As a business owner, you’ll likely need to have your company appraised at some point. An appraisal is essential in the event of a business sale, merger or acquisition. It’s also important when creating or updating a buy-sell agreement or doing estate planning. You can even use a business valuation to help kickstart or support strategic planning. Valuing a Company: Business Valuation Defined With 6 Methods (investopedia.com)
A good way to prepare for the appraisal process, or just maintain a clear big-picture view of your company, is to learn some basic valuation terminology. Here are five terms you should know:
1. Fair market value. This is a term you may associate with selling a car, but it applies to businesses — and their respective assets — as well. In a valuation context, “fair market value” has a long definition:
The price, expressed in terms of cash equivalents, at which property would change hands between a hypothetical willing and able buyer and a hypothetical willing and able seller, acting at arm’s length in an open and unrestricted market, when neither is under compulsion to buy or sell and when both have reasonable knowledge of the relevant facts.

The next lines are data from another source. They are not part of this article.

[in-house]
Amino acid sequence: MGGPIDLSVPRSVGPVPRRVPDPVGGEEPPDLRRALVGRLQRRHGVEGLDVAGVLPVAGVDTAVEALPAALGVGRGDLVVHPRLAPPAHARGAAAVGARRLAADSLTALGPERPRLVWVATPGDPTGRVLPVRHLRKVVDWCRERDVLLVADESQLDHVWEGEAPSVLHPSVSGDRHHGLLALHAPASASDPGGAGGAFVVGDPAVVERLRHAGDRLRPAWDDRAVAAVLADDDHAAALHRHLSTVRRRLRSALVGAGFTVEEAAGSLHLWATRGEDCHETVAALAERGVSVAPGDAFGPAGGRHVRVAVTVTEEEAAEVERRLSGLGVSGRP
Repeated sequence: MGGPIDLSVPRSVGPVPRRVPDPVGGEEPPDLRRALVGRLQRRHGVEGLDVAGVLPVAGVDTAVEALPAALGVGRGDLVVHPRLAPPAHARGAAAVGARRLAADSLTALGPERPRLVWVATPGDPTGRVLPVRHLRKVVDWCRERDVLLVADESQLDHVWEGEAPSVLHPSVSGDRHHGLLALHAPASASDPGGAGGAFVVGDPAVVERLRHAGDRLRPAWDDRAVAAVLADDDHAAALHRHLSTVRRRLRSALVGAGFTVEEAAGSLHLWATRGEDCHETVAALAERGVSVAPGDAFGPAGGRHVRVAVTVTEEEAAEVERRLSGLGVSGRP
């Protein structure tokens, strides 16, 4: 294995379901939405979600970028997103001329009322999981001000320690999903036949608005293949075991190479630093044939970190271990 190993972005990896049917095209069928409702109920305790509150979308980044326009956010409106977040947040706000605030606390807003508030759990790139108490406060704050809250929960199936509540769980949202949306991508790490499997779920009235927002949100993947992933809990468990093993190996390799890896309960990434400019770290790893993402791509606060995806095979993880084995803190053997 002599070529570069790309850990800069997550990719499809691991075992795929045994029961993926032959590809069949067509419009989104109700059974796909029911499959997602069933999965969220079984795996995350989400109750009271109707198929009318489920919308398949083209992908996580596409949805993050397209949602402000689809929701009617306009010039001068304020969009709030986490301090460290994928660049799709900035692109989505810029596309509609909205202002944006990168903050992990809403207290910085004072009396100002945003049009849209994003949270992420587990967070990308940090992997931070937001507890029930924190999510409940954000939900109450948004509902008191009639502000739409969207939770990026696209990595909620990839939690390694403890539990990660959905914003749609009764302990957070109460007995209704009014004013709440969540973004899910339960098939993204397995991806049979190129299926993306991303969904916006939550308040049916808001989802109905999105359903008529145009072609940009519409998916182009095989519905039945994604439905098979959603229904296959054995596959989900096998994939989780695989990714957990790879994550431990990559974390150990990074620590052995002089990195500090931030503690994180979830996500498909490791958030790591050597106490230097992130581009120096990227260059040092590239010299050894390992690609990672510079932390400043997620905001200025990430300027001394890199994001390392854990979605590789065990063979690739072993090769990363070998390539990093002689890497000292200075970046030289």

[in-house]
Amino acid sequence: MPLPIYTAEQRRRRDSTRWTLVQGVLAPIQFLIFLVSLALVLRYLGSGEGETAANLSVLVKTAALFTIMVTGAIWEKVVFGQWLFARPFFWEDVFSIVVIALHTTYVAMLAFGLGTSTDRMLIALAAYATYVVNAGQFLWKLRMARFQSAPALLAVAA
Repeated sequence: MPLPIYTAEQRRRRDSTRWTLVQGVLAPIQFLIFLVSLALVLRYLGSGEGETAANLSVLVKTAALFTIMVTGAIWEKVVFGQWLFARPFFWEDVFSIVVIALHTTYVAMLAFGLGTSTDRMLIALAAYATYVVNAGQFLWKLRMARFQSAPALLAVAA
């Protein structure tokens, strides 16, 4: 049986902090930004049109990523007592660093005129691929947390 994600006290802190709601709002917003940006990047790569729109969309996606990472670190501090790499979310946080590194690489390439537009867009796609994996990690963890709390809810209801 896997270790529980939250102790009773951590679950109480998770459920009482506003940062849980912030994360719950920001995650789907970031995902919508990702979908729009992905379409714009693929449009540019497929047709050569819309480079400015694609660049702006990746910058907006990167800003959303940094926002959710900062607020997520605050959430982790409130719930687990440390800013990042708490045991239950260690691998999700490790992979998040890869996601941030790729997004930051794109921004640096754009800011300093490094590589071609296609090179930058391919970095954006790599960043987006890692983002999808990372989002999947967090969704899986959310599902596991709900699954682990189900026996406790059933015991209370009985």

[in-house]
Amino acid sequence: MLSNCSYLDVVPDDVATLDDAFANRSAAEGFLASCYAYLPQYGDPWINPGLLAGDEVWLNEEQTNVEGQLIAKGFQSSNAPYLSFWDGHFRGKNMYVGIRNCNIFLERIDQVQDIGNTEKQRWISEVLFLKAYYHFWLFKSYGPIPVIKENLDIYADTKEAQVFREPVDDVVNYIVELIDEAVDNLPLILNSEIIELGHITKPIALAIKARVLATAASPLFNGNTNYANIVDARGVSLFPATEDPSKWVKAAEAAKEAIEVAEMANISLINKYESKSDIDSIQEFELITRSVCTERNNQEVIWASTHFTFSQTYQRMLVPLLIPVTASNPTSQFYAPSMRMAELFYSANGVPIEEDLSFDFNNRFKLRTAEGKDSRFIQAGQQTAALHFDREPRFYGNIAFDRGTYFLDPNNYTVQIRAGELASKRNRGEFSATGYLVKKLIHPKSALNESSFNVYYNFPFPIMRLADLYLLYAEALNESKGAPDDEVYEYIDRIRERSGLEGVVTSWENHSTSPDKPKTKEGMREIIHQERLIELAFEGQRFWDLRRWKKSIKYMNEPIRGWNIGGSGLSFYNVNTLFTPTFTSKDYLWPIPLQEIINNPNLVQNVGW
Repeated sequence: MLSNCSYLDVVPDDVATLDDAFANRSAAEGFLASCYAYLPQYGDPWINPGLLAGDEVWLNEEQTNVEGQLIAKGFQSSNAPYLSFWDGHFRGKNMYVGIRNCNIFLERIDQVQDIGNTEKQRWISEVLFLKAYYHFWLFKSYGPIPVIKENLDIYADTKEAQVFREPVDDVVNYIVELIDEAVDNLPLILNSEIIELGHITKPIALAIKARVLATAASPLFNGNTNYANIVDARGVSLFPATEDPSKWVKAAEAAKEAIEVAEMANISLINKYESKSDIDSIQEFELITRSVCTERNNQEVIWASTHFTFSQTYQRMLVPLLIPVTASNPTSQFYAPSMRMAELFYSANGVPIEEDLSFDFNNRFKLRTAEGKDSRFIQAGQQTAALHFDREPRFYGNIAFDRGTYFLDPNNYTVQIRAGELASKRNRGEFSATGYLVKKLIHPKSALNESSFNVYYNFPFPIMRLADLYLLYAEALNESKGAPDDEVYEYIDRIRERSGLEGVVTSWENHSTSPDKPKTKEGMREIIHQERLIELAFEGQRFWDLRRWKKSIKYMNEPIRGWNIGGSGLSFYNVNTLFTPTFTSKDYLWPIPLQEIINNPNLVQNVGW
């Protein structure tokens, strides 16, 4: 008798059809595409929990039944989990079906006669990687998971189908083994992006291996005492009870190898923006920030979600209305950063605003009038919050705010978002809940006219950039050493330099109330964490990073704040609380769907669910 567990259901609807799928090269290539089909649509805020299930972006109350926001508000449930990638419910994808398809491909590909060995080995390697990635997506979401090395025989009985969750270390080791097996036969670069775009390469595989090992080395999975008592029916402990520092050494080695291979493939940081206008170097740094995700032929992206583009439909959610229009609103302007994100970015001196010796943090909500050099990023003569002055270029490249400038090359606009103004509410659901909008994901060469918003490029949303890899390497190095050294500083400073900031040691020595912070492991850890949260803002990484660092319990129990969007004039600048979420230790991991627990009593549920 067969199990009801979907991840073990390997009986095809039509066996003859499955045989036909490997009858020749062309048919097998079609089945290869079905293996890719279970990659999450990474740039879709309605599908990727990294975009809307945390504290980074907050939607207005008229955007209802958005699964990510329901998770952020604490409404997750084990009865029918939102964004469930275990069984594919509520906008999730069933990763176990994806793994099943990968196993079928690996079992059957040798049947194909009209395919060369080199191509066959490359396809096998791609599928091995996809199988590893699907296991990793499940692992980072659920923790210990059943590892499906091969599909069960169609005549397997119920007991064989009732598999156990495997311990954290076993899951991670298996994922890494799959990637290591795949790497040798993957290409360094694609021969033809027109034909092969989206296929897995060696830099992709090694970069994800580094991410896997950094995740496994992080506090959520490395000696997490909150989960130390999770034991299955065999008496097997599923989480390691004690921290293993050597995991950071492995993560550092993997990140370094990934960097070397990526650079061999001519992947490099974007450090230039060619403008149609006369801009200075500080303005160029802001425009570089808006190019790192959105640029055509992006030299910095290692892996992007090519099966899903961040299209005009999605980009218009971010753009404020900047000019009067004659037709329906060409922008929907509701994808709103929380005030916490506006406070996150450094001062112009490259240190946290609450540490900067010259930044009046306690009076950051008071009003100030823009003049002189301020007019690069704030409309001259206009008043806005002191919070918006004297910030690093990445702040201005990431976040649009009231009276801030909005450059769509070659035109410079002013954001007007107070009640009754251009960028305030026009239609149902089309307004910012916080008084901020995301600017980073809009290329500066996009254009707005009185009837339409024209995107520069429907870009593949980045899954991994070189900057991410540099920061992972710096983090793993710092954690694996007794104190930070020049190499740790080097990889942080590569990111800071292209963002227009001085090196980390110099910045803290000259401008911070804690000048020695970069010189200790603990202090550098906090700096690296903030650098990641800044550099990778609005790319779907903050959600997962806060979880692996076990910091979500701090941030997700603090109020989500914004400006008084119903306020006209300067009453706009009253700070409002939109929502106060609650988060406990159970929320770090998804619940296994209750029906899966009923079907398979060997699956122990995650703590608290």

2. Fair value. Often confused with fair market value, fair value is a separate term — defined by state law and/or legal precedent — that may be used when valuing business interests in shareholder disputes or marital dissolution cases. Typically, a valuator uses fair market value as the starting point for fair value, but certain adjustments are made in the interest of fairness to the parties.
For example, dissenting shareholder litigation often involves minority shareholders who are “squeezed out” by a merger or other transaction. Unlike the “hypothetical, willing” participants contemplated under the definition of fair market value, dissenting shareholders are neither hypothetical nor willing. The fair value standard helps prevent controlling shareholders from taking advantage of minority shareholders by forcing them to accept a discounted price.
3. Going concern value. This valuation term often comes into play with buy-sell agreements and in divorce cases. Going concern value is the estimated worth of a company that’s expected to continue operating in the future. The intangible elements of going concern often include factors such as having a trained workforce; an operational plant; and the necessary licenses, systems and procedures in place to continue operating.
4. Valuation premium. Sometimes, because of certain factors, an appraiser must increase the estimate of a company’s value to arrive at the appropriate basis or standard of value. The additional amount is commonly referred to as a “premium.” For example, a control premium might apply to a business interest that possesses the requisite power to direct the management and policies of the subject company.
5. Valuation discount. In some cases, it’s appropriate for an appraiser to reduce the value estimate of a business based on specified circumstances. The reduction amount is commonly referred to as a “discount.” For instance, a discount for lack of marketability is an amount or percentage deducted from the value of an ownership interest to reflect that interest’s inability to be converted to cash quickly and at minimal cost.